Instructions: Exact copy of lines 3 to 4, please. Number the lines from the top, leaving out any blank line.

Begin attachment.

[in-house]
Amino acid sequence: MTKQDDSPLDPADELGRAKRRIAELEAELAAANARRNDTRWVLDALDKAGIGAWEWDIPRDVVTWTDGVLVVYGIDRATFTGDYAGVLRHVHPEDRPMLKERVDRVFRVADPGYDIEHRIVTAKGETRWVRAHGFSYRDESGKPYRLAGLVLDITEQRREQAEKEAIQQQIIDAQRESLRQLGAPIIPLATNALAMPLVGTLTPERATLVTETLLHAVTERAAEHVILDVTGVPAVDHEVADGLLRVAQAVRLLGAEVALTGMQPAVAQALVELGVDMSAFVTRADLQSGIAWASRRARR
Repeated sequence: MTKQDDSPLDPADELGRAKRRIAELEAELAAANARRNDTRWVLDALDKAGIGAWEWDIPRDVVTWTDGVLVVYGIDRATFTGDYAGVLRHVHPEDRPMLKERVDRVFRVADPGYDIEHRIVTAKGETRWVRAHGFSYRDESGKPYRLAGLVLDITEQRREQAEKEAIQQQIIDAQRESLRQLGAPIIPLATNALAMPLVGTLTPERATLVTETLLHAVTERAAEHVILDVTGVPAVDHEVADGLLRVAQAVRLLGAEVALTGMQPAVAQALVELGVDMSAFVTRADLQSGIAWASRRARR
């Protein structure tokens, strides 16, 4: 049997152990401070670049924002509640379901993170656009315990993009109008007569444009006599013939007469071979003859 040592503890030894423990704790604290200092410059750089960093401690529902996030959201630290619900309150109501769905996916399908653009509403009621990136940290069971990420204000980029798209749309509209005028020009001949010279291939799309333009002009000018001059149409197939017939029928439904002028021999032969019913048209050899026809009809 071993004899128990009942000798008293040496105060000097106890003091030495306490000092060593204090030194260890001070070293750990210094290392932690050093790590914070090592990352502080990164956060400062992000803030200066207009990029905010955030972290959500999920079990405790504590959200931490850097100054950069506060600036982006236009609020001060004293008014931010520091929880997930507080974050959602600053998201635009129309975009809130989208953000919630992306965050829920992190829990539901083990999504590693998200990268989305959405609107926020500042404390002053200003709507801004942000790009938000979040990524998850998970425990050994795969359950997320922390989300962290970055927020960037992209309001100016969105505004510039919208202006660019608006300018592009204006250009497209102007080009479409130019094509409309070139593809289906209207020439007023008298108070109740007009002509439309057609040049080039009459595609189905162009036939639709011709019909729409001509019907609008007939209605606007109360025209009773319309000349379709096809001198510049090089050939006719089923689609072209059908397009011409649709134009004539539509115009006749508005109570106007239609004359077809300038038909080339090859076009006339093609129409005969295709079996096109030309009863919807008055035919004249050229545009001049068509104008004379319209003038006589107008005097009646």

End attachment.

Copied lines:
Repeated sequence: MTKQDDSPLDPADELGRAKRRIAELEAELAAANARRNDTRWVLDALDKAGIGAWEWDIPRDVVTWTDGVLVVYGIDRATFTGDYAGVLRHVHPEDRPMLKERVDRVFRVADPGYDIEHRIVTAKGETRWVRAHGFSYRDESGKPYRLAGLVLDITEQRREQAEKEAIQQQIIDAQRESLRQLGAPIIPLATNALAMPLVGTLTPERATLVTETLLHAVTERAAEHVILDVTGVPAVDHEVADGLLRVAQAVRLLGAEVALTGMQPAVAQALVELGVDMSAFVTRADLQSGIAWASRRARR
């Protein structure tokens, strides 16, 4: 049997152990401070670049924002509640379901993170656009315990993009109008007569444009006599013939007469071979003859 040592503890030894423990704790604290200092410059750089960093401690529902996030959201630290619900309150109501769905996916399908653009509403009621990136940290069971990420204000980029798209749309509209005028020009001949010279291939799309333009002009000018001059149409197939017939029928439904002028021999032969019913048209050899026809009809 071993004899128990009942000798008293040496105060000097106890003091030495306490000092060593204090030194260890001070070293750990210094290392932690050093790590914070090592990352502080990164956060400062992000803030200066207009990029905010955030972290959500999920079990405790504590959200931490850097100054950069506060600036982006236009609020001060004293008014931010520091929880997930507080974050959602600053998201635009129309975009809130989208953000919630992306965050829920992190829990539901083990999504590693998200990268989305959405609107926020500042404390002053200003709507801004942000790009938000979040990524998850998970425990050994795969359950997320922390989300962290970055927020960037992209309001100016969105505004510039919208202006660019608006300018592009204006250009497209102007080009479409130019094509409309070139593809289906209207020439007023008298108070109740007009002509439309057609040049080039009459595609189905162009036939639709011709019909729409001509019907609008007939209605606007109360025209009773319309000349379709096809001198510049090089050939006719089923689609072209059908397009011409649709134009004539539509115009006749508005109570106007239609004359077809300038038909080339090859076009006339093609129409005969295709079996096109030309009863919807008055035919004249050229545009001049068509104008004379319209003038006589107008005097009646």